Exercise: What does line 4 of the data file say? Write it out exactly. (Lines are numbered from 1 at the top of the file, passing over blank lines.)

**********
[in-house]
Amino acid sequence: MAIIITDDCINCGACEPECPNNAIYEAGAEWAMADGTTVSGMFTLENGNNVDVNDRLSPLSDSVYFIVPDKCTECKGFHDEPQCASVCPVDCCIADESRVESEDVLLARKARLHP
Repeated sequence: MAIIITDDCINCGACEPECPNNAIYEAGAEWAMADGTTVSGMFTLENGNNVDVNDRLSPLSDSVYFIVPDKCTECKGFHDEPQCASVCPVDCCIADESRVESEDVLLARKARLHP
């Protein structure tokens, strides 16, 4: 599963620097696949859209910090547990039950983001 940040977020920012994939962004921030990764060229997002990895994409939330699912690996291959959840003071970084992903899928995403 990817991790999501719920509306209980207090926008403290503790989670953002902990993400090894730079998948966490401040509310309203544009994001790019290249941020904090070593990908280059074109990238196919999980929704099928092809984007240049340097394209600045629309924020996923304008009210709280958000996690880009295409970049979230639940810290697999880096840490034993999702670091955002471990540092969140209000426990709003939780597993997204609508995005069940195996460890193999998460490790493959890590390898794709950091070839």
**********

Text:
């Protein structure tokens, strides 16, 4: 599963620097696949859209910090547990039950983001 940040977020920012994939962004921030990764060229997002990895994409939330699912690996291959959840003071970084992903899928995403 990817991790999501719920509306209980207090926008403290503790989670953002902990993400090894730079998948966490401040509310309203544009994001790019290249941020904090070593990908280059074109990238196919999980929704099928092809984007240049340097394209600045629309924020996923304008009210709280958000996690880009295409970049979230639940810290697999880096840490034993999702670091955002471990540092969140209000426990709003939780597993997204609508995005069940195996460890193999998460490790493959890590390898794709950091070839």